Our houseguest, Juan, has given me a book he thinks I should read – Boyhood (1997) by J.M. Coetzee. Because the timeline of the protagonist corresponds with the life of its author, I am uncertain whether it is fiction or non-fiction. The subtitle – Scenes from Provincial Life – suggests the latter.
I do not know enough of Coetzee’s life to know if it is his life I am reading or his protagonist’s. Not that it matters. The book is told in the third-person and focuses on a boy growing up in Worcester, ninety miles from Cape Town, South Africa. I am only on Page 47, but already I am reminded of a book I recommended to Juan some years back – Michel Tournier’s The Ogre (1970).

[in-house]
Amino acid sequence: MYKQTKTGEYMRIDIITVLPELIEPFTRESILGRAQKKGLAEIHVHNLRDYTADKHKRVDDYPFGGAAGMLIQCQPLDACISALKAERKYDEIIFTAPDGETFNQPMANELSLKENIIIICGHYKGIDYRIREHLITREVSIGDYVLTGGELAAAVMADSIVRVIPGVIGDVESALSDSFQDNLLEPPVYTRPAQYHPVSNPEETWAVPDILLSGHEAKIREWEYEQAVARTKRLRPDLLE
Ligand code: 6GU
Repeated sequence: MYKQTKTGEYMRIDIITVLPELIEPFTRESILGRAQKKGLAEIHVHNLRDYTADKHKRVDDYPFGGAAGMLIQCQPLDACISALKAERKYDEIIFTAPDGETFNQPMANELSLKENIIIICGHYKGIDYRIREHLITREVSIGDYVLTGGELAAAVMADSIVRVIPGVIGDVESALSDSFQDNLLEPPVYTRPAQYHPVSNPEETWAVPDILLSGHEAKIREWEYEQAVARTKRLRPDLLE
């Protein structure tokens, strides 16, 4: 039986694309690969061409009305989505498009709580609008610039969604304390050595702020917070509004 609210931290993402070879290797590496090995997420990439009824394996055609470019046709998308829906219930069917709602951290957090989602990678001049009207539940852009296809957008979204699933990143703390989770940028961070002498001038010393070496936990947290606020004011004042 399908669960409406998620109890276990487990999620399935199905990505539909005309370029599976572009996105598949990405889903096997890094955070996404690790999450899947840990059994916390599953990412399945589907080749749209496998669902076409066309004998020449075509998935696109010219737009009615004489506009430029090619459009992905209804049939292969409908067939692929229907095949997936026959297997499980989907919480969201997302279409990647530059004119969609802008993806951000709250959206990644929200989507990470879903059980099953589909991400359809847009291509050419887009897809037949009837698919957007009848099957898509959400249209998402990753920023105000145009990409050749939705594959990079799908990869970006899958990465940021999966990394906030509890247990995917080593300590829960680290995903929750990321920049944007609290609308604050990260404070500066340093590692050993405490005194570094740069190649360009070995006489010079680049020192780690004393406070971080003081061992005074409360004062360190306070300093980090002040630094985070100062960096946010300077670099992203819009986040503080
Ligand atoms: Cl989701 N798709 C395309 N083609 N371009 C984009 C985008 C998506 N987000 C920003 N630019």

What both books have in common is the meticulous construction of a subject. But while Tournier’s “ogre” (who grows up to be a fascist) is wrong from the start, there is nothing inhuman about Coetzee’s boy, who, like those around him, is full of recognizable (and therefore forgivable?) contradictions, the same complex of (offsetting?) contradictions, I am supposing, that allowed for the persistence of a class-bound, racially segregated state.
If asked to reduce Boyhood to a single sentence, it would be what the narrator says of the boy’s mixed feelings towards his father: “He does not understand this contradiction, but has no interest in understanding it.” Everyone in this book, to a greater or lesser extent, is contradictory. No one seems to mind, and this is how white South Africa lived with itself.
There is more than a hint of social psychological accounting in the other Coetzee book I read, Disgrace (1999). This one, so far, has more of it.